The refname part can be an abbreviated commit id or an advertised reference or reference pattern under refs/. While commit must be the complete, 40-characters SHA1 that need not be advertised. For convenience, a 40-characters filter that consists of only hexadecimal digits is assumed to be commit even if not prefixed with @. In an unlikely event this produces an incorrect result, the @-form with omitted commit can be used. For example:

.../foo.git#48fba3625d65941bb85a39061bcf795d4949c778   (commit id)
.../foo.git#deadbeefdeadbeefdeadbeefdeadbeefdeadbeef@  (reference)

The refname part can use the * and ? wildcard pattern characters with the standard semantics as well as the ** character sequence which matches in subdirectories, recursively. For example:

.../foo.git#tags/v*    - tags/v1.2.3 but not tags/old/v0.1.0
.../foo.git#tags/v**   - tags/v1.2.3 and tags/old/v0.1.0

A relative refname is searched for in refs/, refs/tags/, and refs/heads/ as well as among symbolic references like HEAD. To anchor it to refs/ make it absolute, for example:

.../foo.git#tags/v*   - refs/tags/v1.2.3 but also refs/heads/tags/voo
.../foo.git#/tags/v*  - refs/tags/v1.2.3 only

While a refname pattern is allowed not match any references, a non-pattern that doesn't resolve to a reference is invalid.

If a refname starts with minus (-) then it is treated as an exclusion filter – any references that it matches are excluded from the set included by the preceding filters (or the default set). For example:

.../foo.git#v*,-v1.*  - exclude v1.* from v*
.../foo.git##-v1.*    - exclude v1.* from default set

To support specifying literal leading minus, a refname that starts with plus (+) is treated as an inclusion filter. For example:

.../foo.git#+x   - include  x
.../foo.git#+-x  - include -x
.../foo.git#++x  - include +x

Currently supported git protocols are git://, ssh:// (but not scp pseudo-URL syntax), http://, and https:// for remote repositories and file:// for local repositories. While bpkg tries to minimize the amount of information (history) fetched, it is not always possible for some protocols and/or server configurations, as discussed next.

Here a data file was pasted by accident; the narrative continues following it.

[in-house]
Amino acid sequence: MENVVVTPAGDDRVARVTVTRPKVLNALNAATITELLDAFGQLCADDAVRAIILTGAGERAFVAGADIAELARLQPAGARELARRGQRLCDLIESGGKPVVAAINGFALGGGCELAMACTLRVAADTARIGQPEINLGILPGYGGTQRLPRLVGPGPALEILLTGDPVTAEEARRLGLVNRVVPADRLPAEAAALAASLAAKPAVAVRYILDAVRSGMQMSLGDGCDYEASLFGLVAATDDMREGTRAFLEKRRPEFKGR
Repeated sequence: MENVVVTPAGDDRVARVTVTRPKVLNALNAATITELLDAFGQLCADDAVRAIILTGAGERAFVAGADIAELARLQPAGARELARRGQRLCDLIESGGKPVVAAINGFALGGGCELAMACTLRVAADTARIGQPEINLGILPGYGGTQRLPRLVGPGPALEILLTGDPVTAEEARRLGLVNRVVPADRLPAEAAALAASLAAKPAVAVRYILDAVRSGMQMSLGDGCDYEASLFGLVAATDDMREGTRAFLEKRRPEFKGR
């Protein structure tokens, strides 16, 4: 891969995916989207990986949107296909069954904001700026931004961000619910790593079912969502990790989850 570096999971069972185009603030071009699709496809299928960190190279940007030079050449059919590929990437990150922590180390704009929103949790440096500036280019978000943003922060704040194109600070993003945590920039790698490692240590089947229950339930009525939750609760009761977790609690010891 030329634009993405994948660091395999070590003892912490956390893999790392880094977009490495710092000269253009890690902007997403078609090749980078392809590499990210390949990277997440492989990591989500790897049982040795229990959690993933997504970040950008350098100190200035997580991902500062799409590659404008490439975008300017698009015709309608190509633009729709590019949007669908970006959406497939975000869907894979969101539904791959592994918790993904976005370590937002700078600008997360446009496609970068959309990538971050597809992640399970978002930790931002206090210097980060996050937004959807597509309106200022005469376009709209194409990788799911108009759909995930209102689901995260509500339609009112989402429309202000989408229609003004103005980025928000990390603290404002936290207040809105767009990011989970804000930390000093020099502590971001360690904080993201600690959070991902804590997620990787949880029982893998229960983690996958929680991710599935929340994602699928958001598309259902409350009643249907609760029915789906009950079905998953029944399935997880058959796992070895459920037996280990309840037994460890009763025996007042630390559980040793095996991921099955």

A git repository accessible via http(s):// can use either dumb or smart protocol (refer to the git documentation for details). The dumb protocol provides only limited support for fetch minimization and if this protocol is used, then bpkg has no choice but to download a substantial amount of history.

The smart protocol allows fetching of minimal history for tags and branches. Whether this is also possible for (all) commit ids depends on whether the server is configured to allow fetching unadvertised commits. For details, refer to the uploadpack.allowReachableSHA1InWant and uploadpack.allowAnySHA1InWant git configuration values.

The git:// and ssh:// protocols are similar to smart http:// in that they support fetching minimal history for tags and branches and may or may not support this for commit ids depending on the server configuration. Note, however, that unlike for http(s)://, for these protocols bpkg does not try to sense if fetching unadvertised commits is allowed and always assumes that it is not. Also note that the sensed or assumed protocol capabilities can be overridden for a git repository URL prefix using the --git-capabilities option (bpkg-common-options(1)).

Based on this information, to achieve optimal results the recommended protocol for remote repositories is smart https://. Additionally, if you are planning to refer to unadvertised commit ids, then also consider configuring the server to allow fetching unadvertised commits.

The file:// protocol has the same fetch minimization support as git:// and is therefore treated the same.